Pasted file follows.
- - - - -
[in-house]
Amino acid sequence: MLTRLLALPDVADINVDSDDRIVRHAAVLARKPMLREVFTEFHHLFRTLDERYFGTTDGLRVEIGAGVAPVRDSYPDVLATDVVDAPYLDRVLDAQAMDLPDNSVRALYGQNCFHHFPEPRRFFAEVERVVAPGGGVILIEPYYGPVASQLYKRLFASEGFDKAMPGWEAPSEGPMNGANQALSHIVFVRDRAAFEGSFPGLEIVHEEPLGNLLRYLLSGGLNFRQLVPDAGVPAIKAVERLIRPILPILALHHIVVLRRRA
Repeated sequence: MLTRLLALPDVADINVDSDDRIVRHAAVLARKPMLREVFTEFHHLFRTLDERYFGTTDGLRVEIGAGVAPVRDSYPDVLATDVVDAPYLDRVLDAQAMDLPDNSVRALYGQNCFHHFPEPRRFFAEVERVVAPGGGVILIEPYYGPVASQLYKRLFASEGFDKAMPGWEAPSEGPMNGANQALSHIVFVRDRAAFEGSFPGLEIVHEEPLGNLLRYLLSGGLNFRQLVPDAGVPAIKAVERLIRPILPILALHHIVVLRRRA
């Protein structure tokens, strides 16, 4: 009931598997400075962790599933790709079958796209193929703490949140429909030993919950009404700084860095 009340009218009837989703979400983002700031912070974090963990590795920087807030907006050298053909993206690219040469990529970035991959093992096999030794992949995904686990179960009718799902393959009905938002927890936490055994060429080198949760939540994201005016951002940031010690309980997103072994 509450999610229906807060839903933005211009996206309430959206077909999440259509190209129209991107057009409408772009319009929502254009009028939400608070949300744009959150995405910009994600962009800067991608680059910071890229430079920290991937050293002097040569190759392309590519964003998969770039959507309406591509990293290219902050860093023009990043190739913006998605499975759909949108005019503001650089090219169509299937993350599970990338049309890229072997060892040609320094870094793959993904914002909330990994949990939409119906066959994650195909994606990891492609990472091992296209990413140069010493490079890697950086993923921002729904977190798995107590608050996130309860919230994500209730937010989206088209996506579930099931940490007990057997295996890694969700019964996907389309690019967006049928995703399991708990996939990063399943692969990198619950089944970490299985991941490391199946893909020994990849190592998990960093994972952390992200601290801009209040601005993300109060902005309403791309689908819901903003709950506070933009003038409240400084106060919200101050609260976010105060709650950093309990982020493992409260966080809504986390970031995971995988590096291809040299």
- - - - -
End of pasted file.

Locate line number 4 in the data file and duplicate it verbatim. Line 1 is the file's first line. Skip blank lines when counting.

């Protein structure tokens, strides 16, 4: 009931598997400075962790599933790709079958796209193929703490949140429909030993919950009404700084860095 009340009218009837989703979400983002700031912070974090963990590795920087807030907006050298053909993206690219040469990529970035991959093992096999030794992949995904686990179960009718799902393959009905938002927890936490055994060429080198949760939540994201005016951002940031010690309980997103072994 509450999610229906807060839903933005211009996206309430959206077909999440259509190209129209991107057009409408772009319009929502254009009028939400608070949300744009959150995405910009994600962009800067991608680059910071890229430079920290991937050293002097040569190759392309590519964003998969770039959507309406591509990293290219902050860093023009990043190739913006998605499975759909949108005019503001650089090219169509299937993350599970990338049309890229072997060892040609320094870094793959993904914002909330990994949990939409119906066959994650195909994606990891492609990472091992296209990413140069010493490079890697950086993923921002729904977190798995107590608050996130309860919230994500209730937010989206088209996506579930099931940490007990057997295996890694969700019964996907389309690019967006049928995703399991708990996939990063399943692969990198619950089944970490299985991941490391199946893909020994990849190592998990960093994972952390992200601290801009209040601005993300109060902005309403791309689908819901903003709950506070933009003038409240400084106060919200101050609260976010105060709650950093309990982020493992409260966080809504986390970031995971995988590096291809040299």